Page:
Laser spark ignition for lean-burn natural gas reciprocating engines
Engines would run much cleaner if they could run leaner: in other words, use less fuel and more air. When a typical internal combustion engine runs, it burns fuel and air. The heat of combustion turns the nitrogen in that air into nitrogen oxides. These oxides are the precursors to what we call urban smog (www.howstuffworks.com/ozone-pollution.htm). Running lean (lean-burn) lowers the combustion temperature and significantly reduces the amount of NOx produced. As the demand for higher engine efficiencies and lower emissions drive reciprocating engine combustion to leaner air/fuel operating conditions, increased spark energy is required to maintain stable combustion and low emissions.
Delivering increased spark energy negatively impacts spark plug durability and the effectiveness of the spark plug in transmitting adequate energy as an ignition source. The lack of spark plugs with the required durability is quickly becoming the limiting factor for developing ultra low emission, high-efficiency natural gas engines. Laser ignition delivers the high energy required to ignite ultra-lean mixtures and eliminates the need for spark plugs.
NETL Researchers designed a laser ignition system and coupled it with a fully-instrumented internal combustion engine. Focusing a 10 nanosecond, 1.06 micron, laser pulse into the cylinder through the spark plug port generates a laser ignition spark. The laser pulse comes from a Quanta Ray DCR-2 Nd:YAG laser directed to the cylinder with high energy laser mirrors. A two-meter focal length lens is placed 1.7 meters from the final focusing lens to reduce the diameter of the laser beam before entering the lens tube. The laser is focused into the cylinder with a 6 millimeter diameter, 36 millimeter focal length lens through a 3.2mm thick sapphire window. The lens is positioned on a 20 cm long, 7.9 mm diameter lens tube aligned radially to the crankshaft axis of the engine. The final mirror directing the laser beam to the lens is positioned directly above the tube and 45 degrees to the tube axis such that the beam incident on to the mirror is perpendicular to the laser plug axis and tangent to an arc centered on the crankshaft. A schematic of the laser ignition system experimental setup is shown, followed by a photo of the actual setup in operation.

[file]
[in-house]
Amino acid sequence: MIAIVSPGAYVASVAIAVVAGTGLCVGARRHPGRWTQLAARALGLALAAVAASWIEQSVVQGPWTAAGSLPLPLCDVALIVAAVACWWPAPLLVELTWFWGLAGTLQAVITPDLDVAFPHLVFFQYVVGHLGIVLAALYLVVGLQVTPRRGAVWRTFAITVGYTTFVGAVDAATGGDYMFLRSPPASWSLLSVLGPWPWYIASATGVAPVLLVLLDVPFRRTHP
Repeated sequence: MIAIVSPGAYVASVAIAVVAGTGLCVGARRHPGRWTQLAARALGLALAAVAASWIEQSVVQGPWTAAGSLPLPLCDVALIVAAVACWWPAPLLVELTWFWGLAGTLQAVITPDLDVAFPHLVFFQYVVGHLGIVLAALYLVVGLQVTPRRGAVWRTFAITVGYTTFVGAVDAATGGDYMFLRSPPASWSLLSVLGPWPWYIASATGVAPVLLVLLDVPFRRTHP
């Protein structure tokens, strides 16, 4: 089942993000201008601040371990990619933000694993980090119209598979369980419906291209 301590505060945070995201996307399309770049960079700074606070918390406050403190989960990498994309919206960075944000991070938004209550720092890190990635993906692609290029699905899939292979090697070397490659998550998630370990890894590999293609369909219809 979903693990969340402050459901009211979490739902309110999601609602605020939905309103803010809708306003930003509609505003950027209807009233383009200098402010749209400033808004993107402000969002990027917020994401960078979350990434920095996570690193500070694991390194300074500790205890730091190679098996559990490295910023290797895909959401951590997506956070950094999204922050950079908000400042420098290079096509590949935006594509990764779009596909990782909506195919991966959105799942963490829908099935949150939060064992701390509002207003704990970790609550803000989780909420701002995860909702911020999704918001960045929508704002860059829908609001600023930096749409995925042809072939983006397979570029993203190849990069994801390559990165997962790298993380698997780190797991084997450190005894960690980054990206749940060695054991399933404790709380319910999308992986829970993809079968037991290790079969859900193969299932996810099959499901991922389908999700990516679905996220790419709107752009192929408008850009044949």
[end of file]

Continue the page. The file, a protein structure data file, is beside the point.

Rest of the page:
A comparison of engine emissions and combustion using a Ricardo Proteous, single-cylinder, 4-stroke, spark ignited natural gas engine using both a conventional spark system and a laser spark system was conducted. The engine was operated at a constant speed of 1200 rpm and at moderate load conditions. The emissions and combustion performance data for each ignition system at three equivalence ratios and three timing conditions were compared.
The NETL research provides the first lean-burn natural gas engine data using a laser-spark ignition source and the first laser-spark ignition engine operation since the effort of Dale et al*, in which gasoline was used as the test fuel
* (Dale, , J.D., Smy, P.R. and Clements, R.M., "Laser Ignited Internal Combustion Engine – An Experimental Study," SAE Paper 780329, 1978)